“Where a law is introduced, there’s a crime attached to it. Unfortunately the same modern law criminalises some cultural aspects of society,” she says.

Before the colonialists arrived to live among the Lugbara, for example, there was no law on trespass. The indigenous society was open. When they established themselves in Arua (the capital of West Nile), they put a boundary   between themselves and the indigenous people.

“There was the Senior quarters for the colonial administrators and the Junior quarters for the Asians and some Africans who were well placed in the system. The common Africans were pushed away from there,” Alidri notes in her findings. “There was a [Christian] Mission called Nvara. It was placed in between the indigenous community and the colonial administrators’ quarters. When an African crossed over to the missionary compound or to the colonial administrator’s compound without permission it became criminal and yet this African would not go there with a criminal mind. He [or she] knows we are social and have to visit one another.”

Africans who had to work with the missionaries, for example in schools, were required to be formally married. They were not allowed to be in polygamous relationships.  Polygamy was, therefore, criminalized.

“There was that cultural dilemma. These practices are culturally approved but the western or the modern law says No,” Alidri says.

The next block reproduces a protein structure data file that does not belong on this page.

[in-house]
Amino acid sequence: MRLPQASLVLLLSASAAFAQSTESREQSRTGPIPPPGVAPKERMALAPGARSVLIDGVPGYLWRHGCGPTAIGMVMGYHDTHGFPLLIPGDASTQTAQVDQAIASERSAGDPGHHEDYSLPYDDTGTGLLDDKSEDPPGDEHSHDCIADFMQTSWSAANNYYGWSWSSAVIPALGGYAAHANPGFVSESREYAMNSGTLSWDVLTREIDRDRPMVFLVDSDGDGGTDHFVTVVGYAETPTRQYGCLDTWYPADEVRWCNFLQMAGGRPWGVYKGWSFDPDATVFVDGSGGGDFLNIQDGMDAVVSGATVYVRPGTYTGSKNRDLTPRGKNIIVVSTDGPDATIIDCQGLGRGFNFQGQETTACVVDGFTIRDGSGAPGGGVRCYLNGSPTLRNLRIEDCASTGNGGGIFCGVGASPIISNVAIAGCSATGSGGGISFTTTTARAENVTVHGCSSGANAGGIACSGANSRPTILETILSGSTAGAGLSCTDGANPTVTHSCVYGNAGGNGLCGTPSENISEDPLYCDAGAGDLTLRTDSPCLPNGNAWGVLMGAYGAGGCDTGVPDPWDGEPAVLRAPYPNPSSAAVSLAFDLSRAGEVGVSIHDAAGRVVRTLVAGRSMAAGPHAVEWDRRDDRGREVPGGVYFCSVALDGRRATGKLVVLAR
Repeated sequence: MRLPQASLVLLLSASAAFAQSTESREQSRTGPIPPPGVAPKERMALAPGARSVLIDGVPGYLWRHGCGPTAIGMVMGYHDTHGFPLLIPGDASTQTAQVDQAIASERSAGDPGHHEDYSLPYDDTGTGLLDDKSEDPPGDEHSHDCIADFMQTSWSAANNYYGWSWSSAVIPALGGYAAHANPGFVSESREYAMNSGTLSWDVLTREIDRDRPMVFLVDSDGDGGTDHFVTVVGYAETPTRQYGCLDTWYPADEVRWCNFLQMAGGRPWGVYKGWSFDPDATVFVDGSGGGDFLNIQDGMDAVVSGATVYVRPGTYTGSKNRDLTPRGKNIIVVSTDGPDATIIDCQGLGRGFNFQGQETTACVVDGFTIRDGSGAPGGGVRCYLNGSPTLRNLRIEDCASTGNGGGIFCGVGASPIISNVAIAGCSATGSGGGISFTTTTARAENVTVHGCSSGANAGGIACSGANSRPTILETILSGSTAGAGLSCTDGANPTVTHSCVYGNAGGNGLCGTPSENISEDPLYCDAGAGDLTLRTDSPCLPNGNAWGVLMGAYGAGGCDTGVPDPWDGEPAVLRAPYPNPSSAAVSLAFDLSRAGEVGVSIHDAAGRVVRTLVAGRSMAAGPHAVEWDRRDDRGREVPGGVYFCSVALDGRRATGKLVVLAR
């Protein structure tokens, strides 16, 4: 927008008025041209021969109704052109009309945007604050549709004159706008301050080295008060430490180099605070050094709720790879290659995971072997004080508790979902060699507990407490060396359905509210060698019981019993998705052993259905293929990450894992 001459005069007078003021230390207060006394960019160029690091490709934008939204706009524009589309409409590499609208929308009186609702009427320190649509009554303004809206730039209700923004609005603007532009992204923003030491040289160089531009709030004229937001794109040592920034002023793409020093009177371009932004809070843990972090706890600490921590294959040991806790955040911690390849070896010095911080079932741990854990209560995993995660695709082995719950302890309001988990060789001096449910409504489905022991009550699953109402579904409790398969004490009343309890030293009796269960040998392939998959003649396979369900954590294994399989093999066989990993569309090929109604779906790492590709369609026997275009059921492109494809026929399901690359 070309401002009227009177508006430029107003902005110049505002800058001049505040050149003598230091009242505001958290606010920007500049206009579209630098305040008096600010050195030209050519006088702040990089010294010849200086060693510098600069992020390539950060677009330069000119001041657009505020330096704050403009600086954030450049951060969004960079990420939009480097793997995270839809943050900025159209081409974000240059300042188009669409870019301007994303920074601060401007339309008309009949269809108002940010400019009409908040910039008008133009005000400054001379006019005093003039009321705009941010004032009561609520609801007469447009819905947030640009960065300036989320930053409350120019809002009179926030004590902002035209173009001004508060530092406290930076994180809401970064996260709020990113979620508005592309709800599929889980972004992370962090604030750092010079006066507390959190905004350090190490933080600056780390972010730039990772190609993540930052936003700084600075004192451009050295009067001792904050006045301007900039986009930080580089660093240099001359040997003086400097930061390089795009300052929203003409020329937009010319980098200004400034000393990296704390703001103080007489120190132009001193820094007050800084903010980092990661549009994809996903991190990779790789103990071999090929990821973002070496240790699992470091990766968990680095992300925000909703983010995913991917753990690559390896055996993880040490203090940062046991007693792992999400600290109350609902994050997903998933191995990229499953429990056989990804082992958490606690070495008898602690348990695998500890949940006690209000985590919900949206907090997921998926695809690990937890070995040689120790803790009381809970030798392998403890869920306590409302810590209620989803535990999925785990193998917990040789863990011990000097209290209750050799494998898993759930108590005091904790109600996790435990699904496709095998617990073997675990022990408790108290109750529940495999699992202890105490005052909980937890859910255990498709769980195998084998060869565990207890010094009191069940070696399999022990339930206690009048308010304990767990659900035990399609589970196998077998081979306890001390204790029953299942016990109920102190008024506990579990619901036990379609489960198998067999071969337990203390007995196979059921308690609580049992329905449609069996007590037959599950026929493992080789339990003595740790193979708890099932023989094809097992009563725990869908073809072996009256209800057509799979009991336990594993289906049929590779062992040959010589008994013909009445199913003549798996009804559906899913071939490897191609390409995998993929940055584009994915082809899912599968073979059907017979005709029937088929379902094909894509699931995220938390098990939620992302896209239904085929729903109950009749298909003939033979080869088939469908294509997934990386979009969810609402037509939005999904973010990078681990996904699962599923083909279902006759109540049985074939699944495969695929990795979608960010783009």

Hunting too became criminal. Hunting grounds were turned into protected game reserves. This was without regard to the local communities’ way of regulating their hunting activities.

“That didn’t mean that they [the locals] were criminalizing their members. They always cautioned them, that it was their responsibility to protect the environment and leave animals to multiply. But when the colonial administration came, they banned everything completely,” Alidri says.

Alidri further argues that much as it is alleged that crime is on the rise, it is not.  “The only changing situation is that crime has been publicized. There has been a lot to do with community policing, a lot of discussions about crime, and there is been a lot of media reporting about crime. So, it tends to portray to the world that there is an increase in crime, but in actual sense, there is no increase in crime. It is only technology making crime to become so known about,” she argues.

The colonial legacy

One disturbing finding in Alidri’s research is that modern laws are not there to support society. They, instead, are used by the state to dominate and consolidate power. In essence, the post-colonial African governments simply picked up from where the colonialists stopped.

“They learnt from the colonial administrators that the law was a source of political power. So they also began to use the law to protect themselves and consolidate their position. The law became an apparatus of state control,” she says.